Press Release

APL Communications Engineer Helps Reconnect Puerto Rico to the Internet

Wed, 12/13/2017 - 09:50
Margaret Brown

Naim Merheb, a satellite communication systems engineer at the Johns Hopkins University Applied Physics Laboratory in Laurel, Maryland, recently led a volunteer effort to reconnect several Puerto Rican communities to the internet in the wake of Hurricane Maria, even helping to restore 911 dispatch for ambulances in one rural area.

When the category-5 storm slammed Puerto Rico directly on Sept. 20, it devastated the island and cut off communications to most areas. Merheb, a native of Puerto Rico, quickly heard from family and friends about the incredible damage from the storm and knew it would have a continuing impact on residents who would have to rebuild an economy with no infrastructure.

A graduate of Polytechnic University of Puerto Rico and the Johns Hopkins Engineering for Professionals program, Merheb has worked at APL since 1999 and specializes in communication and network systems, particularly those relying on satellites. That know-how enabled him to contact several satellite communication companies with a proposal to establish “hotspots” in hard-hit and hard-to-reach communities.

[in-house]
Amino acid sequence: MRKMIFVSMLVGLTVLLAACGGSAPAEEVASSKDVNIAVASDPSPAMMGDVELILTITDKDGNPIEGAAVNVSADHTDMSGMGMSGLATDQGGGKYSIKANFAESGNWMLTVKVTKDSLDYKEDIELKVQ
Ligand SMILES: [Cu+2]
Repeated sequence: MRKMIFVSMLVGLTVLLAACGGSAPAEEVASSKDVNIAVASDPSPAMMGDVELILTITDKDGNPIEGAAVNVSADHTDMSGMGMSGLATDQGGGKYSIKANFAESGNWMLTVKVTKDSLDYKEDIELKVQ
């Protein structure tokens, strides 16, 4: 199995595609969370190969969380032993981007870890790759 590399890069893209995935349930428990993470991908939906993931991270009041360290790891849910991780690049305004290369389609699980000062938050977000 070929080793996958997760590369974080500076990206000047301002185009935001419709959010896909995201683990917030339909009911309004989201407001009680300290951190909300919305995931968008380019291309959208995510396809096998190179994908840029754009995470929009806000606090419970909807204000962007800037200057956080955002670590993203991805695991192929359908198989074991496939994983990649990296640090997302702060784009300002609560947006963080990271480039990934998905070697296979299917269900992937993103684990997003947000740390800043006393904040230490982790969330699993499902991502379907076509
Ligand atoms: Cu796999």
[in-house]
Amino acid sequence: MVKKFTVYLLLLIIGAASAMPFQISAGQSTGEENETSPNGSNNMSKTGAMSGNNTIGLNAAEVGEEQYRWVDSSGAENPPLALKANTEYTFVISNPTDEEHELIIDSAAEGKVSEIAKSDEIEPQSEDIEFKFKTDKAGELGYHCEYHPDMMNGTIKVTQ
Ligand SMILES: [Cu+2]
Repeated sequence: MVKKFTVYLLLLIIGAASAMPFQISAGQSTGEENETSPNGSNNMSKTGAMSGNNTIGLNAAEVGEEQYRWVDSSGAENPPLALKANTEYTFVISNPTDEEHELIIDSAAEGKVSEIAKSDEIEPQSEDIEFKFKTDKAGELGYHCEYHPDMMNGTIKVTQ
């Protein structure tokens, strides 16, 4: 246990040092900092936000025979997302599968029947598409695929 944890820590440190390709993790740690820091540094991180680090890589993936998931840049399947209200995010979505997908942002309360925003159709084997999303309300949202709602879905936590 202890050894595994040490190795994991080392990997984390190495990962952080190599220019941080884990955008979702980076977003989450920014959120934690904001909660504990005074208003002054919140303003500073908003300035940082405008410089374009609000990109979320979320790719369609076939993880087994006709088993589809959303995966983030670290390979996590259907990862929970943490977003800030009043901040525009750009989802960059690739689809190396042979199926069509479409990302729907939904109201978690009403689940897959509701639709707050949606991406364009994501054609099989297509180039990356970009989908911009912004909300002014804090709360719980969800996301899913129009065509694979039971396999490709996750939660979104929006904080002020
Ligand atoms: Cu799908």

“We all saw on television how folks were pulling over along the highways, having driven miles to find a small spot with a cellphone signal. So, I wanted to try to take the signal to them instead,” Merheb said. “I was looking at how I could apply my professional knowledge to contribute in some capacity.”

One company agreed to provide him the equipment, service and support that he requested. With the help of family and friends, several other collaborating organizations and APL colleagues (including other members of APL’s Hispanic Employee Resource Group), he began establishing free internet hotspots in areas that had been cut off from communications.

From Nov. 11 to 22, Merheb and his collaborators set up free internet in eight municipalities: Comerío, Culebra, Luquillo, Morovis, Orocovis, Utuado, Vieques and Yabucoa. He said that the group could only address about one site per day, since many communities are still difficult to reach due to terrible road conditions.